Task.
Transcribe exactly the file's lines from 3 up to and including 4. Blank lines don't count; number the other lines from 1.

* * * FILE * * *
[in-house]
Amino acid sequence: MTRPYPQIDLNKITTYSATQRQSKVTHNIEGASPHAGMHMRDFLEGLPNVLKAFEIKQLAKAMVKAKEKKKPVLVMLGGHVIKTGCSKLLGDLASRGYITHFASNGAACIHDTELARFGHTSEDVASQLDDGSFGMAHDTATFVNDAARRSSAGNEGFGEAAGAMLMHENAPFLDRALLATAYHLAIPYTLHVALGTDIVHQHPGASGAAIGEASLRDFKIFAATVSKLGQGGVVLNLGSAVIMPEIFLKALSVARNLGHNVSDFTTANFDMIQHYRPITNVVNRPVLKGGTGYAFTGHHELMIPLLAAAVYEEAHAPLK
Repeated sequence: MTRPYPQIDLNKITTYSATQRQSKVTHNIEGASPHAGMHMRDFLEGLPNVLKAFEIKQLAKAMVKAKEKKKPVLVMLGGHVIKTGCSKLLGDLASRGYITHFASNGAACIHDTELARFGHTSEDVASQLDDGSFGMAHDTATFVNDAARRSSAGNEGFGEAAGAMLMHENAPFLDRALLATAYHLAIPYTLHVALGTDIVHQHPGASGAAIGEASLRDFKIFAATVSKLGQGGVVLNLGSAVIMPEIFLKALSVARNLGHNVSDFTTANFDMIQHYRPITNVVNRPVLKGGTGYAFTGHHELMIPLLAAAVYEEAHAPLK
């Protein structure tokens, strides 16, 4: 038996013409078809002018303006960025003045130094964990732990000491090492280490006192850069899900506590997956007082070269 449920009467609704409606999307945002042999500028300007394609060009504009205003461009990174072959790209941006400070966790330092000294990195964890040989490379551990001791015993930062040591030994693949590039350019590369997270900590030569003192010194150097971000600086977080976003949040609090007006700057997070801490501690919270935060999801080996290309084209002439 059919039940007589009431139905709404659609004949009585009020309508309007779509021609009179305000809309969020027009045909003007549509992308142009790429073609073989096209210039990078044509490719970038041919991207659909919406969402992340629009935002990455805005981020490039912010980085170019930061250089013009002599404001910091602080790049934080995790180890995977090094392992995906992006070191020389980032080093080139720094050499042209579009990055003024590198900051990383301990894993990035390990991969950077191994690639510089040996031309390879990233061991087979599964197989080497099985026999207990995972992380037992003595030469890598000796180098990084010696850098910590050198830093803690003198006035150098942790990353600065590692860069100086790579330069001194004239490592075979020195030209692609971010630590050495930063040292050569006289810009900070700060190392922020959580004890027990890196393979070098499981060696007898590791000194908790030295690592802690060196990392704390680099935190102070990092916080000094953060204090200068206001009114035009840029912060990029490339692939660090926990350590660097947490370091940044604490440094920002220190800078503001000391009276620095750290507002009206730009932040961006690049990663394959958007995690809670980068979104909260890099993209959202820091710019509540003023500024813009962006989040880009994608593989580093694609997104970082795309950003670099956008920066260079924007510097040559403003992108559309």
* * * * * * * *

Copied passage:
Repeated sequence: MTRPYPQIDLNKITTYSATQRQSKVTHNIEGASPHAGMHMRDFLEGLPNVLKAFEIKQLAKAMVKAKEKKKPVLVMLGGHVIKTGCSKLLGDLASRGYITHFASNGAACIHDTELARFGHTSEDVASQLDDGSFGMAHDTATFVNDAARRSSAGNEGFGEAAGAMLMHENAPFLDRALLATAYHLAIPYTLHVALGTDIVHQHPGASGAAIGEASLRDFKIFAATVSKLGQGGVVLNLGSAVIMPEIFLKALSVARNLGHNVSDFTTANFDMIQHYRPITNVVNRPVLKGGTGYAFTGHHELMIPLLAAAVYEEAHAPLK
């Protein structure tokens, strides 16, 4: 038996013409078809002018303006960025003045130094964990732990000491090492280490006192850069899900506590997956007082070269 449920009467609704409606999307945002042999500028300007394609060009504009205003461009990174072959790209941006400070966790330092000294990195964890040989490379551990001791015993930062040591030994693949590039350019590369997270900590030569003192010194150097971000600086977080976003949040609090007006700057997070801490501690919270935060999801080996290309084209002439 059919039940007589009431139905709404659609004949009585009020309508309007779509021609009179305000809309969020027009045909003007549509992308142009790429073609073989096209210039990078044509490719970038041919991207659909919406969402992340629009935002990455805005981020490039912010980085170019930061250089013009002599404001910091602080790049934080995790180890995977090094392992995906992006070191020389980032080093080139720094050499042209579009990055003024590198900051990383301990894993990035390990991969950077191994690639510089040996031309390879990233061991087979599964197989080497099985026999207990995972992380037992003595030469890598000796180098990084010696850098910590050198830093803690003198006035150098942790990353600065590692860069100086790579330069001194004239490592075979020195030209692609971010630590050495930063040292050569006289810009900070700060190392922020959580004890027990890196393979070098499981060696007898590791000194908790030295690592802690060196990392704390680099935190102070990092916080000094953060204090200068206001009114035009840029912060990029490339692939660090926990350590660097947490370091940044604490440094920002220190800078503001000391009276620095750290507002009206730009932040961006690049990663394959958007995690809670980068979104909260890099993209959202820091710019509540003023500024813009962006989040880009994608593989580093694609997104970082795309950003670099956008920066260079924007510097040559403003992108559309």